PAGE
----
The University of Mississippi (colloquially known as Ole Miss) is an American public research university located in Oxford, Mississippi. Including the Medical Center in Jackson, it is the state of Mississippi's largest university, with a total enrollment of 24,250 in fall 2016.[5][6] It is both a sea-grant and space-grant institution and is classified as an "R1: Doctoral University — Highest Research Activity".[7] Across all its campuses, it comprises approximately 2,200 faculty members, 10,600 staff members, and 24,250 students, and has a total budget of roughly $2 billion. About 55 percent of its undergraduates and 60 percent overall come from Mississippi, and 23 percent are minorities; international students come from 90 nations.[8]


Founding, expansion, and tradition

The Lyceum, William Nichols, architect (1848).
The "Dead House" was built before the Civil War and was used as a morgue during the war. Bodies were carried from the Dead House across campus to the Civil War Cemetery, which contains more than 430 graves. The building was demolished in 1958, and Farley Hall--which contains the Meek School of Journalism and New Media--was erected in its place.[9]

The Mississippi Legislature chartered the University of Mississippi on February 24, 1844. The university opened its doors to its first class of 80 students four years later in 1848. For 23 years, the university was Mississippi's only public institution of higher learning, and for 110 years it was the state's only comprehensive university.[10]

When the university opened, the campus consisted of six buildings: two dormitories, two faculty houses, a steward's hall, and the Lyceum at the center. Constructed from 1846 to 1848, the Lyceum is the oldest building on campus. Originally, the Lyceum housed all of the classrooms and faculty offices of the university. The building's north and south wings were added in 1903, and the Class of 1927 donated the clock above the eastern portico. The Lyceum is now the home of the university's administration offices. The columned facade of the Lyceum is represented on the official crest of the university, along with the date of establishment.[11]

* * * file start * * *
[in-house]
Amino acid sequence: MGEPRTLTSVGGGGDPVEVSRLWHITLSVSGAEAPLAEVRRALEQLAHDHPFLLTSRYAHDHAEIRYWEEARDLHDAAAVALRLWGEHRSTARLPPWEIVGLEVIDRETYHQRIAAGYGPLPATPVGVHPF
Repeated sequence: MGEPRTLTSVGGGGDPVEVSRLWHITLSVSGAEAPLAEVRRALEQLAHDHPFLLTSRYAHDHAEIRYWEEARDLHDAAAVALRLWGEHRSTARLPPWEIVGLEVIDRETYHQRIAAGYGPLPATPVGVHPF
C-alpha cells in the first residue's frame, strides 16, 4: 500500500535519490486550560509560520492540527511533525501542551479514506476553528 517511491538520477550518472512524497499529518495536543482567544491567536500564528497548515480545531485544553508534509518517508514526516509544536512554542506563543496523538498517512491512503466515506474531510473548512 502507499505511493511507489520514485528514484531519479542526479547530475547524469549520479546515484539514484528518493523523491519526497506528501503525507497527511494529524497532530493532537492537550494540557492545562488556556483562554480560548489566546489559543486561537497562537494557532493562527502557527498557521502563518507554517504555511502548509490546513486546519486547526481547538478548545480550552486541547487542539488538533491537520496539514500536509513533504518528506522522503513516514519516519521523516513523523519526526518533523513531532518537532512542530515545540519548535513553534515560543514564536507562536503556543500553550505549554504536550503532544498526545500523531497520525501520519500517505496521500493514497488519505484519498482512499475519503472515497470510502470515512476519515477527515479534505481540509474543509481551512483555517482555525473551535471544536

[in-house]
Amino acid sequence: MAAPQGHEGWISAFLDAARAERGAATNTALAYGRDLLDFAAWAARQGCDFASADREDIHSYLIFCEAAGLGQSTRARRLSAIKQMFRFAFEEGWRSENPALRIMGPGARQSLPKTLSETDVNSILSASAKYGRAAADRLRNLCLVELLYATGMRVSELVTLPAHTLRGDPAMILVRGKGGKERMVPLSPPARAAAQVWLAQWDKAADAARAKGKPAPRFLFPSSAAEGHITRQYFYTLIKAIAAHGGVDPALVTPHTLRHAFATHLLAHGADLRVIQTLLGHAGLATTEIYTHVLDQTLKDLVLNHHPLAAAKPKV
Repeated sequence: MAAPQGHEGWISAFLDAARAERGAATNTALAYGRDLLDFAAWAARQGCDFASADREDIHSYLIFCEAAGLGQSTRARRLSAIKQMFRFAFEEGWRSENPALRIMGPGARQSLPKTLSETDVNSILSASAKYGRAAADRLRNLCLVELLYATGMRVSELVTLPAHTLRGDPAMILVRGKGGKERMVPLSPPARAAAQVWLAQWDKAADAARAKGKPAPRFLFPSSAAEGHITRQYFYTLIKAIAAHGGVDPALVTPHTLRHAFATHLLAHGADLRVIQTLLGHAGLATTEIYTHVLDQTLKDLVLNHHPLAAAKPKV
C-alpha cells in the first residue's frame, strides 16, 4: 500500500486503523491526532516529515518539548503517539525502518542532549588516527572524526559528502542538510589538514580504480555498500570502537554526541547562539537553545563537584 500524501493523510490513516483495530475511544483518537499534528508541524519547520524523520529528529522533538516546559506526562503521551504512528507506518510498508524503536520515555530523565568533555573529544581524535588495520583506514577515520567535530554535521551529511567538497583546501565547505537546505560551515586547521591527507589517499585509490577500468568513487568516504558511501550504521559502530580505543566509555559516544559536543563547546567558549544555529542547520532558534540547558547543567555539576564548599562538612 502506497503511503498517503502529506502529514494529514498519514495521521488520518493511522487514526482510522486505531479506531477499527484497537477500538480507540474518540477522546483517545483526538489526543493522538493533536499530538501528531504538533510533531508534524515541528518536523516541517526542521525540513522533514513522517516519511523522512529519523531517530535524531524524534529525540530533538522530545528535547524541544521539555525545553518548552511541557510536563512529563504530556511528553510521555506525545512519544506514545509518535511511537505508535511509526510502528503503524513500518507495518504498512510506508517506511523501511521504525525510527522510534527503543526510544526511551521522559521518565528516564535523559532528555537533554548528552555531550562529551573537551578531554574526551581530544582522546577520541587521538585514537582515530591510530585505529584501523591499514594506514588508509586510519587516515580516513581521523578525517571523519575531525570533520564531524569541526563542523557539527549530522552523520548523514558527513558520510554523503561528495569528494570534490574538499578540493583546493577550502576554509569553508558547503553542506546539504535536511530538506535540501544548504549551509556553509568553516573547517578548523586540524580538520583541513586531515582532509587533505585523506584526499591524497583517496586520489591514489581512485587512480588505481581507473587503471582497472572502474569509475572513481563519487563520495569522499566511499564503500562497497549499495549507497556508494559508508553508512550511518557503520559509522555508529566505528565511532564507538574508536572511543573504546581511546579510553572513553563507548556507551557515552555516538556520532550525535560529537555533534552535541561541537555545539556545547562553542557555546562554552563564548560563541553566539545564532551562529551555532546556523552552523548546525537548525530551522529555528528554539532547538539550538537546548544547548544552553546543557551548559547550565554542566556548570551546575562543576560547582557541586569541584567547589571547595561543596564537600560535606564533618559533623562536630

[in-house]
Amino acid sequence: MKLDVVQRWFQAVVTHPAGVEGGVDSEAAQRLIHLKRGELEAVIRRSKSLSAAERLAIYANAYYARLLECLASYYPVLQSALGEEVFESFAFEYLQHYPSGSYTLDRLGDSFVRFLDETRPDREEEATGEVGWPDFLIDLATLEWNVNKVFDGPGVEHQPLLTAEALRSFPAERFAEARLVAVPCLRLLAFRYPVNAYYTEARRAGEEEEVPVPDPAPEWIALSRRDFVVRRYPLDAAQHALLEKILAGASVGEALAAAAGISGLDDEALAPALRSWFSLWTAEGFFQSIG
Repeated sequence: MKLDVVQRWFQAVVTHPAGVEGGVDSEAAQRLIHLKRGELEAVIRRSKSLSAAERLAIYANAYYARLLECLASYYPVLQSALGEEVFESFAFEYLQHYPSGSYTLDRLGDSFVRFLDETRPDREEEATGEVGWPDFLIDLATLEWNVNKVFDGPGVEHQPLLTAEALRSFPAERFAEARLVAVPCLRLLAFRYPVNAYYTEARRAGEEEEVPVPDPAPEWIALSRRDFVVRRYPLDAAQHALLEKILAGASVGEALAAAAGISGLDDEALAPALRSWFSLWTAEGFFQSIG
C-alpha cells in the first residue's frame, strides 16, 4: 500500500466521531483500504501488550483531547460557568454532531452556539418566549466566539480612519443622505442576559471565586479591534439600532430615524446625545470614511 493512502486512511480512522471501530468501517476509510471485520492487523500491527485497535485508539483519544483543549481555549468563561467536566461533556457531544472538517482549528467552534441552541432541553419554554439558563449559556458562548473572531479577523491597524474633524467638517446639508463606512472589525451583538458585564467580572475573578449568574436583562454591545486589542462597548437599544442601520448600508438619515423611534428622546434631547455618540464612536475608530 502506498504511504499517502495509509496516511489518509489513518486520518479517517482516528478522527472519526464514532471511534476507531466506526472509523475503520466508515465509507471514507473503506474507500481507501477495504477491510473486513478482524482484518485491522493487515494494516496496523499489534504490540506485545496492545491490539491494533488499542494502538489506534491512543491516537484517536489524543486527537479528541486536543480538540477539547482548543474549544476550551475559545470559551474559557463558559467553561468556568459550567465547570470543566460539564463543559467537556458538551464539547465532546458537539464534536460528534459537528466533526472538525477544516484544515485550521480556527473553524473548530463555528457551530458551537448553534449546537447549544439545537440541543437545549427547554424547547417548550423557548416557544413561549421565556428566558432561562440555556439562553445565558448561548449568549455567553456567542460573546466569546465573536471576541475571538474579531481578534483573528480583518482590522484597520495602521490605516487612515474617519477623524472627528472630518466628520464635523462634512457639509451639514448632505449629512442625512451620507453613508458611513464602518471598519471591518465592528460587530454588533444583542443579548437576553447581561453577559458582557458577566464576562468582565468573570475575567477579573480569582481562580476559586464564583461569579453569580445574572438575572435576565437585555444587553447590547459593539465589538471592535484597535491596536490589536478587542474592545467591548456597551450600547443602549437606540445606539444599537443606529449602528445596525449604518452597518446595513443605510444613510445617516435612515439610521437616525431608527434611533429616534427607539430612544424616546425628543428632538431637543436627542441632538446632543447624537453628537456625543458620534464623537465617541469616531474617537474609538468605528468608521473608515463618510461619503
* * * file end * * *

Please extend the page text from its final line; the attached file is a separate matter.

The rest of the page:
In 1854, the university established the fourth state-supported, public law school in the United States, and also began offering engineering education.[12]

With the outbreak of the Civil War in 1861, classes were interrupted when almost the entire student body (135 out of 139 students) from the University of Mississippi enlisted in the Confederate army.[13]

The Lyceum was used as a hospital during the Civil War for both Union and Confederate soldiers, especially those who were wounded at the battle of Shiloh. Two hundred-fifty soldiers who died in the campus hospital were buried in a cemetery on the grounds of the university.[14][15]

During the post-war period, the university was led by former Confederate general A.P. Stewart, a Rogersville, Tennessee native. He served as Chancellor from 1874 to 1886.[16]

The university became coeducational in 1882 and was the first such institution in the Southeast to hire a female faculty member, Sarah McGehee Isom, doing so in 1885.[17]

The student yearbook was published for the first time in 1897. A contest was held to solicit suggestions for a yearbook title from the student body. Elma Meek, a student, submitted the winning entry of "Ole Miss." Meek's source for the term is unknown; some historians theorize she made a diminutive of "old Mississippi" or derived the term from "ol' missus," an African-American term for a plantation's "old mistress."[18][19][20][21] This sobriquet was not only chosen for the yearbook, but also became the name by which the university was informally known.[22] "Ole Miss" is defined as the school's intangible spirit, which is separate from the tangible aspects of the university.[23][24]